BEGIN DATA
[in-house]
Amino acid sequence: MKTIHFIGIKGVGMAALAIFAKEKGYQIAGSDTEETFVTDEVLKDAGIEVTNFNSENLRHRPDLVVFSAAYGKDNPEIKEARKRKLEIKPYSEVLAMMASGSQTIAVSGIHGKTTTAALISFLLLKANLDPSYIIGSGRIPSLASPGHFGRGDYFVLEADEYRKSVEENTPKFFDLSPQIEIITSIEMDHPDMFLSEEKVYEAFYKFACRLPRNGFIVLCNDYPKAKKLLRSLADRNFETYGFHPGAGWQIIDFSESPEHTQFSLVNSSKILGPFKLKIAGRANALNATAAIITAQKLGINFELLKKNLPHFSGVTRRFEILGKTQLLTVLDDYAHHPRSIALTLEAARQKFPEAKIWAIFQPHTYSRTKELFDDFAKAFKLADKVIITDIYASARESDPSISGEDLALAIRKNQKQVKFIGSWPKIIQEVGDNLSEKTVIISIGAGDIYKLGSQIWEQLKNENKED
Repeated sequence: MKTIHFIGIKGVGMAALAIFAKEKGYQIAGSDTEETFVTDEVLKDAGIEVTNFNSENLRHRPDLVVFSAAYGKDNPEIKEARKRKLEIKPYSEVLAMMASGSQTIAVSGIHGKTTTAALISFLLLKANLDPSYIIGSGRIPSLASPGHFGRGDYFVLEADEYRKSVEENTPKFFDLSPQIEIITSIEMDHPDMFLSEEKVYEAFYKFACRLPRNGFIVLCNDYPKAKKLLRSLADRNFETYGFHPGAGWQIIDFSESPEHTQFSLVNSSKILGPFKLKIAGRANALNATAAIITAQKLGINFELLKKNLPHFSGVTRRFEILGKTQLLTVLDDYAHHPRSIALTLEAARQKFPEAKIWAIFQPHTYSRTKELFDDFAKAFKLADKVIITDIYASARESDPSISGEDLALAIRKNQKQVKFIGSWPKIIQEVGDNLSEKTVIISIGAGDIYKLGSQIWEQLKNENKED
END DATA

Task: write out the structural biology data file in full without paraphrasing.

[in-house]
Amino acid sequence: MKTIHFIGIKGVGMAALAIFAKEKGYQIAGSDTEETFVTDEVLKDAGIEVTNFNSENLRHRPDLVVFSAAYGKDNPEIKEARKRKLEIKPYSEVLAMMASGSQTIAVSGIHGKTTTAALISFLLLKANLDPSYIIGSGRIPSLASPGHFGRGDYFVLEADEYRKSVEENTPKFFDLSPQIEIITSIEMDHPDMFLSEEKVYEAFYKFACRLPRNGFIVLCNDYPKAKKLLRSLADRNFETYGFHPGAGWQIIDFSESPEHTQFSLVNSSKILGPFKLKIAGRANALNATAAIITAQKLGINFELLKKNLPHFSGVTRRFEILGKTQLLTVLDDYAHHPRSIALTLEAARQKFPEAKIWAIFQPHTYSRTKELFDDFAKAFKLADKVIITDIYASARESDPSISGEDLALAIRKNQKQVKFIGSWPKIIQEVGDNLSEKTVIISIGAGDIYKLGSQIWEQLKNENKED
Repeated sequence: MKTIHFIGIKGVGMAALAIFAKEKGYQIAGSDTEETFVTDEVLKDAGIEVTNFNSENLRHRPDLVVFSAAYGKDNPEIKEARKRKLEIKPYSEVLAMMASGSQTIAVSGIHGKTTTAALISFLLLKANLDPSYIIGSGRIPSLASPGHFGRGDYFVLEADEYRKSVEENTPKFFDLSPQIEIITSIEMDHPDMFLSEEKVYEAFYKFACRLPRNGFIVLCNDYPKAKKLLRSLADRNFETYGFHPGAGWQIIDFSESPEHTQFSLVNSSKILGPFKLKIAGRANALNATAAIITAQKLGINFELLKKNLPHFSGVTRRFEILGKTQLLTVLDDYAHHPRSIALTLEAARQKFPEAKIWAIFQPHTYSRTKELFDDFAKAFKLADKVIITDIYASARESDPSISGEDLALAIRKNQKQVKFIGSWPKIIQEVGDNLSEKTVIISIGAGDIYKLGSQIWEQLKNENKED